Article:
Employment Tribunal stats: When will I see you again?

So, after a gap of eight months – due to the going live, in March, of a shiny new (and no doubt expensive) Case Management System that it seems cannot reliably count the number of cases it is managing – HM Courts & Tribunals Service has finally (and quietly) published some data on Employment Tribunal receipts.

On 18 October, justice minister James Cartlidge told shadow justice minister Alex Cunningham and other MPs that “the most recent employment tribunal data covers the period up to March 2021. This is because [the employment tribunal system] has moved to a new case management system, and HMCTS is currently working to incorporate the new IT system alongside longer-established data sources to provide a more complete and consistent data set for this jurisdiction.”

However, late last week we learnt (from the minutes of the most recent ET National User Group meeting) that, just four days previously, on 14 October, HMCTS had quietly published a new set of management information on “workload and timeliness for HMCTS criminal, civil and family courts, and tribunals”. And this set of management information includes data on Employment Tribunal receipts (but not disposals) up to August 2021. Maybe someone should have told minister Cartlidge.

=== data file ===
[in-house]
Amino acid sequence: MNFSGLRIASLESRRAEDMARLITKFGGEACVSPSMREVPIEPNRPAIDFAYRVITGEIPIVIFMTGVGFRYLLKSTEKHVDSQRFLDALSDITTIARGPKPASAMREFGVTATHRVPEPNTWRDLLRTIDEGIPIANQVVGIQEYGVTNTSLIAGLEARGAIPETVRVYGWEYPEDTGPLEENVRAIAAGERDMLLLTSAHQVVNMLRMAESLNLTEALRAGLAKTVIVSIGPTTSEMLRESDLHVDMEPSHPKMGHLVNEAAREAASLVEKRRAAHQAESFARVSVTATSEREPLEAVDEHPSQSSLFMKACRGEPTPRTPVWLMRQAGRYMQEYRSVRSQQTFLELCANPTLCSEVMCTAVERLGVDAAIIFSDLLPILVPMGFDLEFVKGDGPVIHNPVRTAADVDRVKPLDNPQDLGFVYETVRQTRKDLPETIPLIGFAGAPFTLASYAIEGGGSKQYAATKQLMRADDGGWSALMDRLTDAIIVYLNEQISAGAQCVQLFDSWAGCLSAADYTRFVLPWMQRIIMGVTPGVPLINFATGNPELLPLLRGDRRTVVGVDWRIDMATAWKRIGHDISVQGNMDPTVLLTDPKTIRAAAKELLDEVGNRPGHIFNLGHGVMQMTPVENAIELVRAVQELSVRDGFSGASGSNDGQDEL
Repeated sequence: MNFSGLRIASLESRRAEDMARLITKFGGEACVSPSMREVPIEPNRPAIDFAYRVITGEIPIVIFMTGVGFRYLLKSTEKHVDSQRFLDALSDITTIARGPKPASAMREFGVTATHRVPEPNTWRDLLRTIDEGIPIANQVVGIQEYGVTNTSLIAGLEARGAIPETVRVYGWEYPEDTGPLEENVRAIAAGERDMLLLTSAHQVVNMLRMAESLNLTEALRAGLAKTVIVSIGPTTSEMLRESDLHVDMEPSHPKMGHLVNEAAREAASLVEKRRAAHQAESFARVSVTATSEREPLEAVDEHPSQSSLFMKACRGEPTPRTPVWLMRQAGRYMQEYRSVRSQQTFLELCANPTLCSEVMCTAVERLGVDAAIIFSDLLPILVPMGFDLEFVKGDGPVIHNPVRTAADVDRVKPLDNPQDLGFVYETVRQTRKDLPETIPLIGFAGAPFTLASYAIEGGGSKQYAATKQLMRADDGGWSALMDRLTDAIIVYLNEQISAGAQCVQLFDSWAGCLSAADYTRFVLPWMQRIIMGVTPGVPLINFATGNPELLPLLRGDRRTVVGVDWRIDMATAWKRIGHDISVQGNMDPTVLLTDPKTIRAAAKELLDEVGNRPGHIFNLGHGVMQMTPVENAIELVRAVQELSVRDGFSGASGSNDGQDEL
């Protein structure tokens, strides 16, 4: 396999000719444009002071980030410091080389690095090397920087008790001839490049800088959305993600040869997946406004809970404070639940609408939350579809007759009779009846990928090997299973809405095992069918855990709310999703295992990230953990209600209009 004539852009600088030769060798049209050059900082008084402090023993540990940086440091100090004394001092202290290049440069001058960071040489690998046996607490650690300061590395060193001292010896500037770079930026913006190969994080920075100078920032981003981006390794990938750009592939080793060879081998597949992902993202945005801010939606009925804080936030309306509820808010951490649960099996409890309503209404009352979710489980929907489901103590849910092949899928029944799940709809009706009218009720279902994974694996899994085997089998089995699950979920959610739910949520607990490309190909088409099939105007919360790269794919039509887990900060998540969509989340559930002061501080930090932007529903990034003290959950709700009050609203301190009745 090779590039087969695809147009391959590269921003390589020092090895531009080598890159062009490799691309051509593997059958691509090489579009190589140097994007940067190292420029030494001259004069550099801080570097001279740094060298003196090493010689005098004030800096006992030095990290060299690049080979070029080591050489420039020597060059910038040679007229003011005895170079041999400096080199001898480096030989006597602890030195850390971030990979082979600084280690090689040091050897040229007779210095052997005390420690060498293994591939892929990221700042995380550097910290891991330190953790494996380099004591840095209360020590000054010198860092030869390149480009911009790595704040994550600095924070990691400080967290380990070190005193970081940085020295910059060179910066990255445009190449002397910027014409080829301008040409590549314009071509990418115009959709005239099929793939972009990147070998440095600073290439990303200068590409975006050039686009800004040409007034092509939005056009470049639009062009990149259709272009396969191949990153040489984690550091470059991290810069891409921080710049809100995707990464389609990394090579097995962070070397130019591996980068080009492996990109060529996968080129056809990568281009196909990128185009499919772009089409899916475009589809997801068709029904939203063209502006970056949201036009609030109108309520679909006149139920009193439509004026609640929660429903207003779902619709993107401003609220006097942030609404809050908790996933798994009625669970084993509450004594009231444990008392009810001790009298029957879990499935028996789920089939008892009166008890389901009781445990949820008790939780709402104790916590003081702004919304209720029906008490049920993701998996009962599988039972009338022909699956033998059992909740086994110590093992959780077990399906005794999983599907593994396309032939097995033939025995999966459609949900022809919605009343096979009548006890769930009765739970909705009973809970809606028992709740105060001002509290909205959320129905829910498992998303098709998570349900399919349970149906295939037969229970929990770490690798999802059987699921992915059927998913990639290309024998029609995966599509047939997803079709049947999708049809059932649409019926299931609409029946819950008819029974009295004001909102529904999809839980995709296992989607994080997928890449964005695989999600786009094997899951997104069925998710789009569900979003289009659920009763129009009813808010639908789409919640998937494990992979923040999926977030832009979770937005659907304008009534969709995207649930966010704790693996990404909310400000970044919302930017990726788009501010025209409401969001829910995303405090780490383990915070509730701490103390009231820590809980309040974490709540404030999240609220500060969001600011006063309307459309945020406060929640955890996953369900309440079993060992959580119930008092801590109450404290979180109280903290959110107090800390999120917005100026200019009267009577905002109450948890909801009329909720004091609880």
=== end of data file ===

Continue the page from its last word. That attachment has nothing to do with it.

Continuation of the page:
Whatever, is this a precious moment? Or do we employment policy nerds have to suffer and cry the whole night through a bit longer?

Well, the following chart adds the new data (for the months March to August 2021) to the previously published figures for the period January 2017 to February 2021. And maybe the number of new ET cases really did plummet by 42% between November 2020 and May 2021, to a level not seen since before the abolition of ET fees in July 2017.

Or maybe some new cases got ‘lost’ while the new Case Management System was being taught how to count the number of cases that it is managing. You decide.

About wonkypolicywonk

Wonkypolicywonk is a policy minion, assigned wonky at birth, who has been lucky enough to work for two of the very best MPs in the House of Commons, and before that at Maternity Action, Working Families, Citizens Advice, the National Audit Office, the Law Society, and Amnesty International UK.
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